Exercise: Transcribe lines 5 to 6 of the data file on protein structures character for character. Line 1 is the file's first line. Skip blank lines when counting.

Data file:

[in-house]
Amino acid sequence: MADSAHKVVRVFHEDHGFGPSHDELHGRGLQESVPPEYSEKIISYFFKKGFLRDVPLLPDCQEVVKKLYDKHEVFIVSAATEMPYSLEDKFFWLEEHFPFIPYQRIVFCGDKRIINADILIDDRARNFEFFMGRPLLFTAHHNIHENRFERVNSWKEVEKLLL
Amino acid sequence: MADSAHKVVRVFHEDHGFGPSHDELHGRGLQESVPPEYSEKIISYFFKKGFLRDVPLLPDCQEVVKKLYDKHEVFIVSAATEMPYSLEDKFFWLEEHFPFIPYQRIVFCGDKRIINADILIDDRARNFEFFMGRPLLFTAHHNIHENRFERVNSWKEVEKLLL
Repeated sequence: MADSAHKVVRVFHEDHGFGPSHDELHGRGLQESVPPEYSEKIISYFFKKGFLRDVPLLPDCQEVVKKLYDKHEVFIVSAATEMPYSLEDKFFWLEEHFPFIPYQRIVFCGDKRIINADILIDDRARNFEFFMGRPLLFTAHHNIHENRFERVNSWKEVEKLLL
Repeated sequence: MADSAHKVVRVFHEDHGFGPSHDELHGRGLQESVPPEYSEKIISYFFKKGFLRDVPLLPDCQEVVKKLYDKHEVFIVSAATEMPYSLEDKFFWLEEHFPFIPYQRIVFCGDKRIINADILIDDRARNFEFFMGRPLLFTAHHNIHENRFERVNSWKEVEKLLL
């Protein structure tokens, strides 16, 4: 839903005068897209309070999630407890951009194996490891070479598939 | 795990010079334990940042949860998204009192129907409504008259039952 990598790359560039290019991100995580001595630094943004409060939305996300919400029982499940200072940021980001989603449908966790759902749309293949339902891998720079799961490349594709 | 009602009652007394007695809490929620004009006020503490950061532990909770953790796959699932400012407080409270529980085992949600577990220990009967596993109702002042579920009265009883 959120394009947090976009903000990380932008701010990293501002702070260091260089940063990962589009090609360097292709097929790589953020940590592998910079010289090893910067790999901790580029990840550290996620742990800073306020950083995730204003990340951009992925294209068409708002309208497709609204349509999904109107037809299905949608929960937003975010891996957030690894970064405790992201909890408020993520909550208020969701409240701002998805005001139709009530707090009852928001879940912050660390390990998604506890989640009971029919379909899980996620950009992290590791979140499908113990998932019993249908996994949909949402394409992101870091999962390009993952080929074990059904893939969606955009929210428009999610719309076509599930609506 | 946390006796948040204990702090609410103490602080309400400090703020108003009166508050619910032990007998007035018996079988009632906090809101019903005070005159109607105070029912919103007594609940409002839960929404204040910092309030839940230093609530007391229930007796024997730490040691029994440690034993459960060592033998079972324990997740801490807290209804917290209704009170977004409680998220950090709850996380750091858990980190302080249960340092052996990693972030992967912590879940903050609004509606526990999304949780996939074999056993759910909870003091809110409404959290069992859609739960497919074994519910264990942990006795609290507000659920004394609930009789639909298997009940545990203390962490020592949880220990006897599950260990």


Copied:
Repeated sequence: MADSAHKVVRVFHEDHGFGPSHDELHGRGLQESVPPEYSEKIISYFFKKGFLRDVPLLPDCQEVVKKLYDKHEVFIVSAATEMPYSLEDKFFWLEEHFPFIPYQRIVFCGDKRIINADILIDDRARNFEFFMGRPLLFTAHHNIHENRFERVNSWKEVEKLLL
């Protein structure tokens, strides 16, 4: 839903005068897209309070999630407890951009194996490891070479598939 | 795990010079334990940042949860998204009192129907409504008259039952 990598790359560039290019991100995580001595630094943004409060939305996300919400029982499940200072940021980001989603449908966790759902749309293949339902891998720079799961490349594709 | 009602009652007394007695809490929620004009006020503490950061532990909770953790796959699932400012407080409270529980085992949600577990220990009967596993109702002042579920009265009883 959120394009947090976009903000990380932008701010990293501002702070260091260089940063990962589009090609360097292709097929790589953020940590592998910079010289090893910067790999901790580029990840550290996620742990800073306020950083995730204003990340951009992925294209068409708002309208497709609204349509999904109107037809299905949608929960937003975010891996957030690894970064405790992201909890408020993520909550208020969701409240701002998805005001139709009530707090009852928001879940912050660390390990998604506890989640009971029919379909899980996620950009992290590791979140499908113990998932019993249908996994949909949402394409992101870091999962390009993952080929074990059904893939969606955009929210428009999610719309076509599930609506 | 946390006796948040204990702090609410103490602080309400400090703020108003009166508050619910032990007998007035018996079988009632906090809101019903005070005159109607105070029912919103007594609940409002839960929404204040910092309030839940230093609530007391229930007796024997730490040691029994440690034993459960060592033998079972324990997740801490807290209804917290209704009170977004409680998220950090709850996380750091858990980190302080249960340092052996990693972030992967912590879940903050609004509606526990999304949780996939074999056993759910909870003091809110409404959290069992859609739960497919074994519910264990942990006795609290507000659920004394609930009789639909298997009940545990203390962490020592949880220990006897599950260990």